). The main plaque proteins belong either to the armadillo family of structural and signaling proteins (plakoglobin (Pg) and plakophilins) or the plakin family (desmoplakin). The mouse genome encodes three Dsc and six Dsg genes. All DSG and DSC proteins are synthesized in the epidermis of the skin and in skin appendages: e.g., Dsc2 and Dsc3 are present in the basal and immediate suprabasal layers, whereas Dsc1 is mainly restricted to the granular layer of the mouse epidermis (references in
      • Chen J.
      • Den Z.
      • Koch P.J.
      Loss of desmocollin 3 in mice leads to epidermal blistering.
      ). It is thought that the specific complement of DSG and DSC proteins affects the adhesive and potentially the signaling properties of desmosomes (see, e.g.,
      • Schmidt A.
      • Koch P.J.
      Desmosomes: just cell adhesion or is there more?.
      ;
      • Muller E.J.
      • Williamson L.
      • Kolly C.
      • et al.
      Outside-in signaling through integrins and cadherins: a central mechanism to control epidermal growth and differentiation?.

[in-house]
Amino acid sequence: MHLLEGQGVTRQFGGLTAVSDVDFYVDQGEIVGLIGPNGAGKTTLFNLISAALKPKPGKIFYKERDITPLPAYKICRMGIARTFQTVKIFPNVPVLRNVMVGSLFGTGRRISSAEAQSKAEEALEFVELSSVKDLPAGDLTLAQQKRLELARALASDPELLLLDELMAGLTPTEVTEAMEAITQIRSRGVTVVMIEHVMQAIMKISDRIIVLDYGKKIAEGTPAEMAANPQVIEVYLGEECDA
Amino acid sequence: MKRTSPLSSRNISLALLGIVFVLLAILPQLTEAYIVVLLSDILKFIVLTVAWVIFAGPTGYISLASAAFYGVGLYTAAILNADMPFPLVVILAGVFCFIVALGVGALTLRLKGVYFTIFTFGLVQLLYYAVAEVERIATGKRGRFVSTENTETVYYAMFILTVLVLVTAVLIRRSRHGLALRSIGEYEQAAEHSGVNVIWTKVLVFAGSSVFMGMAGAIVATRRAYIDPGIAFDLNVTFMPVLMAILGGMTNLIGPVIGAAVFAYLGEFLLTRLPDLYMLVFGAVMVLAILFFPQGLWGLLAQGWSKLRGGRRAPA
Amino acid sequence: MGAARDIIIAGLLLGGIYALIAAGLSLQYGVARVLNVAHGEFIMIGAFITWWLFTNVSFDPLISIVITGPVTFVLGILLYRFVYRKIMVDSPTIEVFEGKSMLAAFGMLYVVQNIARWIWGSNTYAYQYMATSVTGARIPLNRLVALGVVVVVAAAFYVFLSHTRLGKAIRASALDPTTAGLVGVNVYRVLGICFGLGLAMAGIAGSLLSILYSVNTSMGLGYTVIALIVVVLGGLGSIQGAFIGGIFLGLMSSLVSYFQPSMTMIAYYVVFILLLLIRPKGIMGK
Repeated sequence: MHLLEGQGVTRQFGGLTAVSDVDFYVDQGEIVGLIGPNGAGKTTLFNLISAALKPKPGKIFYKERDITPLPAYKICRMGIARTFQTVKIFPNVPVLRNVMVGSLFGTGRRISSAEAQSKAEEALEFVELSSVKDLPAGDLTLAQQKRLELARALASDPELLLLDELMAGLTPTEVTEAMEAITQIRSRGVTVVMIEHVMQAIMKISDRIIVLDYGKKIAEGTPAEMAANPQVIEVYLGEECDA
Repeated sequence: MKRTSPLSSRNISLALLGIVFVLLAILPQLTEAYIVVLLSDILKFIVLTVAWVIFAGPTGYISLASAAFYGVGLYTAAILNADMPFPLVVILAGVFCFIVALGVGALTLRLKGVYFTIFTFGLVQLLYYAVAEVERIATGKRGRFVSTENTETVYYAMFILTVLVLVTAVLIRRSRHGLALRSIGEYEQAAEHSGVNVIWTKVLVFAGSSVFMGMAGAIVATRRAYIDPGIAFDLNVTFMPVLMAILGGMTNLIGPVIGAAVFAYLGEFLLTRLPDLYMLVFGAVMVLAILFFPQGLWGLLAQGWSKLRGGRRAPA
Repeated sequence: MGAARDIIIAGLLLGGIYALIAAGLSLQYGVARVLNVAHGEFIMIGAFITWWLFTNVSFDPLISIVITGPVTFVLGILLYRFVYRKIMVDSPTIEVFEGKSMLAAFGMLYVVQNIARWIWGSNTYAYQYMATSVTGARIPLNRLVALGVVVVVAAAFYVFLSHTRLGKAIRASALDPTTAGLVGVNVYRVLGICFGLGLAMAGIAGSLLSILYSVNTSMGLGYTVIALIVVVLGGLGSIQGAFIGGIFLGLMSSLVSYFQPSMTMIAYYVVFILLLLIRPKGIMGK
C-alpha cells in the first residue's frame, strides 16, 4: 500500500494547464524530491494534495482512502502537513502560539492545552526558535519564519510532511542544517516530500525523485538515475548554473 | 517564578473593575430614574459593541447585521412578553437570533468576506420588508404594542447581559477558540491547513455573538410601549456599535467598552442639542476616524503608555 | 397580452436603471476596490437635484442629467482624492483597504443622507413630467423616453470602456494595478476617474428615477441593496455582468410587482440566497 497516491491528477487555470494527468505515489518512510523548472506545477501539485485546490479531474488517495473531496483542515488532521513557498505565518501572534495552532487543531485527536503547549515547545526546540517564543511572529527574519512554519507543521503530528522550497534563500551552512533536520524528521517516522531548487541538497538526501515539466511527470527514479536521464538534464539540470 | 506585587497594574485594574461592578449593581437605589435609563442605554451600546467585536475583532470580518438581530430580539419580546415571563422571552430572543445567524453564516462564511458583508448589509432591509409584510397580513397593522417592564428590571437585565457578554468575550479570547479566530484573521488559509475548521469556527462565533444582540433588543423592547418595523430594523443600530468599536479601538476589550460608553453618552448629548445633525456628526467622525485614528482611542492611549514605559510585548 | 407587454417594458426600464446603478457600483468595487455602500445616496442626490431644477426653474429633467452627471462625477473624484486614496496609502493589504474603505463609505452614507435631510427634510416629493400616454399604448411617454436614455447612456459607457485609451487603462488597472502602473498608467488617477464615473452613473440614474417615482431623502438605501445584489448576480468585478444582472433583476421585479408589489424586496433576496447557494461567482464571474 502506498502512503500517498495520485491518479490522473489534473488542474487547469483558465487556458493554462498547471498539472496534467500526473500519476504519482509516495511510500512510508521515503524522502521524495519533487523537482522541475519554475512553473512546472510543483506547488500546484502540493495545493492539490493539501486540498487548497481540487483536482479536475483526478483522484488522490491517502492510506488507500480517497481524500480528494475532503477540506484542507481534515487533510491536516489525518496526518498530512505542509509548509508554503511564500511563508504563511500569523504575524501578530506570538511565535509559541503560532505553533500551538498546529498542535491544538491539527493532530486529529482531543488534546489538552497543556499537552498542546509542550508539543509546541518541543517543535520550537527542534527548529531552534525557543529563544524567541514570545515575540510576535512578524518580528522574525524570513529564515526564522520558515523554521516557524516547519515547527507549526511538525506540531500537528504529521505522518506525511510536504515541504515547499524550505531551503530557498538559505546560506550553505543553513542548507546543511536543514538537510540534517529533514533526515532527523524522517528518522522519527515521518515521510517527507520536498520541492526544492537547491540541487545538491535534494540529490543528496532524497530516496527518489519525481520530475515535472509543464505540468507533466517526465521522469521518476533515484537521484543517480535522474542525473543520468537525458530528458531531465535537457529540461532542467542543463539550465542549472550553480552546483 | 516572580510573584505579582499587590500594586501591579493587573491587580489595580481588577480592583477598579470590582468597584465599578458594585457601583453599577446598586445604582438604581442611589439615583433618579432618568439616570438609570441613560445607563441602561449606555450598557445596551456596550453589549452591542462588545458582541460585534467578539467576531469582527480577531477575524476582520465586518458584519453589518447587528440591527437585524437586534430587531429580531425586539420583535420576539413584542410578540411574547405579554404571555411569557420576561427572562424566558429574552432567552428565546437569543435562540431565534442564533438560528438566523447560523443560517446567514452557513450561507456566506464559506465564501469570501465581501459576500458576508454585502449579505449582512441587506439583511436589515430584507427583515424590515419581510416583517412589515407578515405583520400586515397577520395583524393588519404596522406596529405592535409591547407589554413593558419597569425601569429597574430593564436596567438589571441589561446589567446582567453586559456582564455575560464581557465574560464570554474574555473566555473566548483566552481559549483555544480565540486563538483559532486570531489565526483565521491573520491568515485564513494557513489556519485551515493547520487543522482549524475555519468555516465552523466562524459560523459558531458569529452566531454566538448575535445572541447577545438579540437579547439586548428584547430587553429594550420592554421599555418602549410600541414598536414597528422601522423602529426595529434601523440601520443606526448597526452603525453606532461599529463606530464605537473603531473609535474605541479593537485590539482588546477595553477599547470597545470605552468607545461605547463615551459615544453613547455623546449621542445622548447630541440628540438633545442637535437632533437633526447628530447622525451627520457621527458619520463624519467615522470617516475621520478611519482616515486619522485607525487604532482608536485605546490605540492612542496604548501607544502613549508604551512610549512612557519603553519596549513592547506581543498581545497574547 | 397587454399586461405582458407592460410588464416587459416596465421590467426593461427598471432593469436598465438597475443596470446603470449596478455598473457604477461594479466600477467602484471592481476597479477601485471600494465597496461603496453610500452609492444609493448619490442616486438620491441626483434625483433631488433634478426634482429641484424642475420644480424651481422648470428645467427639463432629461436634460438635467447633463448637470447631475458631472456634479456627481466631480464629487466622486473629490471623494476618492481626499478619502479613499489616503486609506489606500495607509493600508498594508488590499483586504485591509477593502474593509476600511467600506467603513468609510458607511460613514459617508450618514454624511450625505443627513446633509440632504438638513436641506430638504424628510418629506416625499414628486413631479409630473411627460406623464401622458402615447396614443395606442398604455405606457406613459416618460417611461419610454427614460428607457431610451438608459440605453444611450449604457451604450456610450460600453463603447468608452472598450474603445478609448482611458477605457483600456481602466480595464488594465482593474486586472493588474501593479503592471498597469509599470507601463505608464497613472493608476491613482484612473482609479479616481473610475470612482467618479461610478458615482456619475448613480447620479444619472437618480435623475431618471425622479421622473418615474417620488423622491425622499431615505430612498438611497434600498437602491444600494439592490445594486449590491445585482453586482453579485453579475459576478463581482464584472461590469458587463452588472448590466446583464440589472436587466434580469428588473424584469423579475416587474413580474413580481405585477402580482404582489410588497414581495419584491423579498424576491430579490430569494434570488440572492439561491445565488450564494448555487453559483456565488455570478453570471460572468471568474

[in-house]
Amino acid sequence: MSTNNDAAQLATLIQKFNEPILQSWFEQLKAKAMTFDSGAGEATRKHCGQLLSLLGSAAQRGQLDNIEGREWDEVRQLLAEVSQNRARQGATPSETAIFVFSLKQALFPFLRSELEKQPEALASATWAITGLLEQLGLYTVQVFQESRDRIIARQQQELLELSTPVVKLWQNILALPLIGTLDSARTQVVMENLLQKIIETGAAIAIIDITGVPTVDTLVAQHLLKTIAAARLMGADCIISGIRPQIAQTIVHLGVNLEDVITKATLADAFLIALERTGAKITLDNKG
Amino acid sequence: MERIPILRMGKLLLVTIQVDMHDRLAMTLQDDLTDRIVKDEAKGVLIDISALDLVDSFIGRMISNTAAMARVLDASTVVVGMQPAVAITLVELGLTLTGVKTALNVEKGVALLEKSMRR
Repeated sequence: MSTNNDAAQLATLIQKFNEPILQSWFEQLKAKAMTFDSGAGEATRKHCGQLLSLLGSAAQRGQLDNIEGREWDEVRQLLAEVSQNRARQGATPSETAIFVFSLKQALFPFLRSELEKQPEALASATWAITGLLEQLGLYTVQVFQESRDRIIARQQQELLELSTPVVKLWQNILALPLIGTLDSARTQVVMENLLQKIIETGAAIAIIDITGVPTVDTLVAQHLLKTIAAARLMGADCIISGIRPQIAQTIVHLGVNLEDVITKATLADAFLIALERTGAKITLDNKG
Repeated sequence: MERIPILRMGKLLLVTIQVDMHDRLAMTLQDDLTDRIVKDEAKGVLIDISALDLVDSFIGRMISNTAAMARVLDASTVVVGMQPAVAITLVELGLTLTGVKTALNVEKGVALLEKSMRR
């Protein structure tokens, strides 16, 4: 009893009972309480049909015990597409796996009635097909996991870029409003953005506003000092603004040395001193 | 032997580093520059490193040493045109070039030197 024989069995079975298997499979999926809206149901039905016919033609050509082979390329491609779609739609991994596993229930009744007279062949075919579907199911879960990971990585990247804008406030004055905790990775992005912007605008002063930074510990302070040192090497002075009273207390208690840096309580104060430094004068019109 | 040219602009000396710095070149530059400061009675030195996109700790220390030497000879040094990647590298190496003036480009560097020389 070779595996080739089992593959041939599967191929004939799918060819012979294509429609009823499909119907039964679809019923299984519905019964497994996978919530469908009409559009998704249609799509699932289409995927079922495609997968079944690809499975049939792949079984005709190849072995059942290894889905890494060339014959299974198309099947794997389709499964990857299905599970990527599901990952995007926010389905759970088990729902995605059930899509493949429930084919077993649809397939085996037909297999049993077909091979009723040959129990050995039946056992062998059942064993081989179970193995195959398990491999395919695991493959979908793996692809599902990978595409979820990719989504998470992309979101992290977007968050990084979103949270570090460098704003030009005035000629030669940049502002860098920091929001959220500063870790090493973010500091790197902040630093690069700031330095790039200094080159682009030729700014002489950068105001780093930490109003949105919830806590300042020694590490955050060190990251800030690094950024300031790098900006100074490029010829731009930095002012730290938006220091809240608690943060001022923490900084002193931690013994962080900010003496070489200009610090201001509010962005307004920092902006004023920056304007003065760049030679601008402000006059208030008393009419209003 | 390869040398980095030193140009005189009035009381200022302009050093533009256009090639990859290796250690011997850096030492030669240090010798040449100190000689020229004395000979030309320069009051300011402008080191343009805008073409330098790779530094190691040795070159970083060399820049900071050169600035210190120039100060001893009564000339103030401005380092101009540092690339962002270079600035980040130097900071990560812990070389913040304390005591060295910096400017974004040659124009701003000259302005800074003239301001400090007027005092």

). However, little is known about the gene-regulatory mechanisms that control the expression of these desmosomal genes (see, e.g.,
      • Oshiro M.M.
      • Watts G.S.
      • Wozniak R.J.
      • et al.
      Mutant p53 and aberrant cytosine methylation cooperate to silence gene expression.
      ;
      • Smith C.
      • Zhu K.
      • Merritt A.
      • et al.
      Regulation of desmocollin gene expression in the epidermis: CCAAT/enhancer-binding proteins modulate early and late events in keratinocyte differentiation.
      ;
      • Oshiro M.M.
      • Kim C.J.
      • Wozniak R.J.
      • et al.
      Epigenetic silencing of DSC3 is a common event in human breast cancer.
      ). In this study, we focused on the regulation of the Dsc2 and Dsc3 genes; their coexpression in the deep layers of the mouse epidermis suggests that they may have a role in keratinocyte differentiation and skin appendage formation (see, e.g.,
      • Chidgey M.A.
      • Yue K.K.
      • Gould S.
      • et al.
      Changing pattern of desmocollin 3 expression accompanies epidermal organisation during skin development.
      ;
      • Cheng X.
      • Koch P.J.
      In vivo function of desmosomes.